Compressed Zip File
Be sure that you have an application to open this file type before downloading and/or purchasing.
This NO PREP stations activity presents a variety of industrialization topics with visually appealing photo sets. Increase student growth and engagement using fun and effective methods!
After completing this lesson, students should be able to identify the causes of industrialization, how railroad expansion affected the U.S. economy, the role of captains of industry in building big business, and the long-term effects (positive and negative) of the growth of U.S. industries
Students will examine each of the following stations:
1. Industrialization Overview
2. Railroad Expansion
3. Growth of Big Business
4. Captains of Industry
6. Growth of Labor Unions.
The lesson is easily adaptable to fit your teaching style. The following methods have proven to be the most successful in my classroom:
1. Hang the information sheets around the class and have students rotate to each sheet.
- This is my favorite because it gets students up and moving. You can assign the
worksheet that accompanies this activity, or simply have them summarize each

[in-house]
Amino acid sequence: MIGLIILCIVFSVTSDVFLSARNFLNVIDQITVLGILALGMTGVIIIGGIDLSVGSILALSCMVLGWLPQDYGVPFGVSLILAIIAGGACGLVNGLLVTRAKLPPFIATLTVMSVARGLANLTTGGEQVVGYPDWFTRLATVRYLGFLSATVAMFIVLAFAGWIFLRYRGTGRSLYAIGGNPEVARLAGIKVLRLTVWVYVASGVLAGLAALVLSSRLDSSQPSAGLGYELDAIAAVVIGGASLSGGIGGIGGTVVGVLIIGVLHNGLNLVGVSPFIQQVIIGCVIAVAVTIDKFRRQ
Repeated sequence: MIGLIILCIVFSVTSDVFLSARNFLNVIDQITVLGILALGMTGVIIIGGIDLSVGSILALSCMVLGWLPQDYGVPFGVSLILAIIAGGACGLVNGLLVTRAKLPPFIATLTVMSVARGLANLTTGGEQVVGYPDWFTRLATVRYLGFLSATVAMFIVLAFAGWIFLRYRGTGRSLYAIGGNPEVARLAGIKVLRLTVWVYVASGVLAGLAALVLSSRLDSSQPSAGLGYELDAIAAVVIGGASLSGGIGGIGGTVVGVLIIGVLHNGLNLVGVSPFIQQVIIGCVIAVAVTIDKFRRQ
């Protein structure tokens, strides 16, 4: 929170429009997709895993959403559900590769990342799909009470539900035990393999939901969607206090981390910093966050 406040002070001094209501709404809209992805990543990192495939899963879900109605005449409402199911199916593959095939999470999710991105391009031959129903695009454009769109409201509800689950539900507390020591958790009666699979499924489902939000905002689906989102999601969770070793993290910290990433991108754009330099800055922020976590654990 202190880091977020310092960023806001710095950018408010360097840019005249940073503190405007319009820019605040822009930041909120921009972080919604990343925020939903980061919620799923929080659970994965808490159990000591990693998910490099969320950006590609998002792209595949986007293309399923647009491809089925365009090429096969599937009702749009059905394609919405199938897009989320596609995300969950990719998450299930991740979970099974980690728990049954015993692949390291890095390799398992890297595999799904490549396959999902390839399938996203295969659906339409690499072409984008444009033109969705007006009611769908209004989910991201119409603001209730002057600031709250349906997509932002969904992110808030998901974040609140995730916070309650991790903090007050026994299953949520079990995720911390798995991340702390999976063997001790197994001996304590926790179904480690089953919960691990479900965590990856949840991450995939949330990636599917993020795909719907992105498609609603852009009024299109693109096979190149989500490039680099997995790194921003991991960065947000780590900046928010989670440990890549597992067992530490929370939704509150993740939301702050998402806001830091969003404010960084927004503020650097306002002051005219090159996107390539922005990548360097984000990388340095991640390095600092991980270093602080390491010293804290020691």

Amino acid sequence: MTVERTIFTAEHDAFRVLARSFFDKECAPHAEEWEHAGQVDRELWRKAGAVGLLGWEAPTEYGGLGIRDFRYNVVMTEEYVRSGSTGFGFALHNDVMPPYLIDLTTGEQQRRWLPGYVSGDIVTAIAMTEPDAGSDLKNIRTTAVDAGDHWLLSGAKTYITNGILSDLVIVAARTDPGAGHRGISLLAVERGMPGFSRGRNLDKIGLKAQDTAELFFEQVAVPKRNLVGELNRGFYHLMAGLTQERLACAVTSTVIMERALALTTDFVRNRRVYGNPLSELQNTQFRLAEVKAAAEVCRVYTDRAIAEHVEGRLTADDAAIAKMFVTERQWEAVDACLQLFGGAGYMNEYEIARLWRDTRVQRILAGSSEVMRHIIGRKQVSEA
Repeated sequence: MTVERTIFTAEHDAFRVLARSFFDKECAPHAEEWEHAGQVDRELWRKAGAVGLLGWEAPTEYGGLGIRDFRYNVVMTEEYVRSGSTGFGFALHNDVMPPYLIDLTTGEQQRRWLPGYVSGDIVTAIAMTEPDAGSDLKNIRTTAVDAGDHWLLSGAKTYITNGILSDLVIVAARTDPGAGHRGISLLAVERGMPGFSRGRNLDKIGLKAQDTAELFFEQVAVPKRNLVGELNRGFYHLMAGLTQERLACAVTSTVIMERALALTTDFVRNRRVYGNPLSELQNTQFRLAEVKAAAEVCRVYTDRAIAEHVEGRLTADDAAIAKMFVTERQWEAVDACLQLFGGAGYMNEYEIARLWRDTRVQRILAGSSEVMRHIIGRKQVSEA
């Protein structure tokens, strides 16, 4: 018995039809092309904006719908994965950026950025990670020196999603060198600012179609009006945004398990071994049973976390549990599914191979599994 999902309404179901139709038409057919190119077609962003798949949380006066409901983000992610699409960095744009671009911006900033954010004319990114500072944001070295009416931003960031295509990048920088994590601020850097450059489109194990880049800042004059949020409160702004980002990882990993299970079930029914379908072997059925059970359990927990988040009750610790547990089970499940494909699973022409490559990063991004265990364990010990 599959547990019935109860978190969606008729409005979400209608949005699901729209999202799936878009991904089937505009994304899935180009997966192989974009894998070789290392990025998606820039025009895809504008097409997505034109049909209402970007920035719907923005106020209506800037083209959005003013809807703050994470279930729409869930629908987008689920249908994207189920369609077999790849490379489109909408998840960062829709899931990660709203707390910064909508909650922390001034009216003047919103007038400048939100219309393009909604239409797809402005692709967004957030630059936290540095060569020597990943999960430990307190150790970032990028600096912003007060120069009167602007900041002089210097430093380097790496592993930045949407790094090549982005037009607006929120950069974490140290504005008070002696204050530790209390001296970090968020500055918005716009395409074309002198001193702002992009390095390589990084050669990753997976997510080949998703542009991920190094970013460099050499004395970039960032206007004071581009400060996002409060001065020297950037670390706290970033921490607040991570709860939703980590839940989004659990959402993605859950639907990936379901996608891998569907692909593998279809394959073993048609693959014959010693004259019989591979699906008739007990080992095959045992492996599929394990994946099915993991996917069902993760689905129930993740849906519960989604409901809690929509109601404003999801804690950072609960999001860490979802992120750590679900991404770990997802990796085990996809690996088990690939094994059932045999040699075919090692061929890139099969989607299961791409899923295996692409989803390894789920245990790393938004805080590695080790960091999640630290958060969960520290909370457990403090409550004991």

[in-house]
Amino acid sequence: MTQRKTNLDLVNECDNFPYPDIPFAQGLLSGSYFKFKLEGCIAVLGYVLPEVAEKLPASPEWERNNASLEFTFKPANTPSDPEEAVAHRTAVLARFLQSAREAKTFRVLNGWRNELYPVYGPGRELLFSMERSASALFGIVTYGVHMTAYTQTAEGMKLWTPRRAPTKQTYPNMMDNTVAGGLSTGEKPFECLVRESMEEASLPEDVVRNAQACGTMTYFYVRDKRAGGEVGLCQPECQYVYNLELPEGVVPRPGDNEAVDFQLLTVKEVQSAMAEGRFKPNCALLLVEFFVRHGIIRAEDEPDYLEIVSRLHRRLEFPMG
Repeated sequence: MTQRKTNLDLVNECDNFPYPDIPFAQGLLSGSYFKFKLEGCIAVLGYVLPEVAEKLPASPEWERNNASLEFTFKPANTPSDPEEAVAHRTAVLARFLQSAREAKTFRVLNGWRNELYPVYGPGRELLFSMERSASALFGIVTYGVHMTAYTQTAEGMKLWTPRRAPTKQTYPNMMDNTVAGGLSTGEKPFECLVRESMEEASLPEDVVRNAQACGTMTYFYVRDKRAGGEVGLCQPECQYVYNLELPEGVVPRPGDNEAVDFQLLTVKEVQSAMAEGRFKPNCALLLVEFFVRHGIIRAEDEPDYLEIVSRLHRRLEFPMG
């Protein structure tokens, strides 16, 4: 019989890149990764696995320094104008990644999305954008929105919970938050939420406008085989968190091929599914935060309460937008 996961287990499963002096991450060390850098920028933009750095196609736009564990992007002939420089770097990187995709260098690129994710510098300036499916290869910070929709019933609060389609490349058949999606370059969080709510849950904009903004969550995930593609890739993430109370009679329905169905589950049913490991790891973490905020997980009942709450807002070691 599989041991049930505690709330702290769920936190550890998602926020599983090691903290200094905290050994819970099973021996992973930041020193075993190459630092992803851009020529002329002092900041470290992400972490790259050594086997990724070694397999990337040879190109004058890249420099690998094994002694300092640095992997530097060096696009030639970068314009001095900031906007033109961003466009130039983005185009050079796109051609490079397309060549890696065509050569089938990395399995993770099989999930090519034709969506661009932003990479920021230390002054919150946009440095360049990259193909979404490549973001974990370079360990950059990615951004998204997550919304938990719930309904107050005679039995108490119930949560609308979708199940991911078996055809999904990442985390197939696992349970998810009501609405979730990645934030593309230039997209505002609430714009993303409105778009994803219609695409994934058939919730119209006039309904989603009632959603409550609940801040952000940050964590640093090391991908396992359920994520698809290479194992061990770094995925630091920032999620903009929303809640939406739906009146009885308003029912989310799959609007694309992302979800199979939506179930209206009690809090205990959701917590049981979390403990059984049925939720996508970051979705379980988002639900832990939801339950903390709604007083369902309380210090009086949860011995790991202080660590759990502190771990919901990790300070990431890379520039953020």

topic as they rotate.
2. Split the students into groups and assign one sheet per group. Have the students read the information sheet and prepare to present the information to the rest of class.
- I assign a number to each group member (number the first group, then start back at
1 for the next group, so that you have multiple 1’s, 2’s, etc. throughout the class) and
after students have had adequate time to prepare I tell them all the 2’s are
presenting. This method motivates students because they don’t know which group
member is presenting until it is time to present.
3. Form groups of 6 and have the students pass around the information sheets.
- I’ve found the best approach for this method is to give students a set amount of
time and then have all students pass their sheets to the right when told.
The versatility of this activity allows for several culminating assessments. Typically, once students have completed one of the methods above, I have them write a journal entry from the point of a factory worker, or a captain of industry. Then, I have students from both sides share their journal entry and we compare the differences. I stress for them to incorporate as much information from the stations as possible. Another activity is to have students decide whether they believe captains of industry were justified in their actions. Then, I conduct a debate in which students can defend their choice.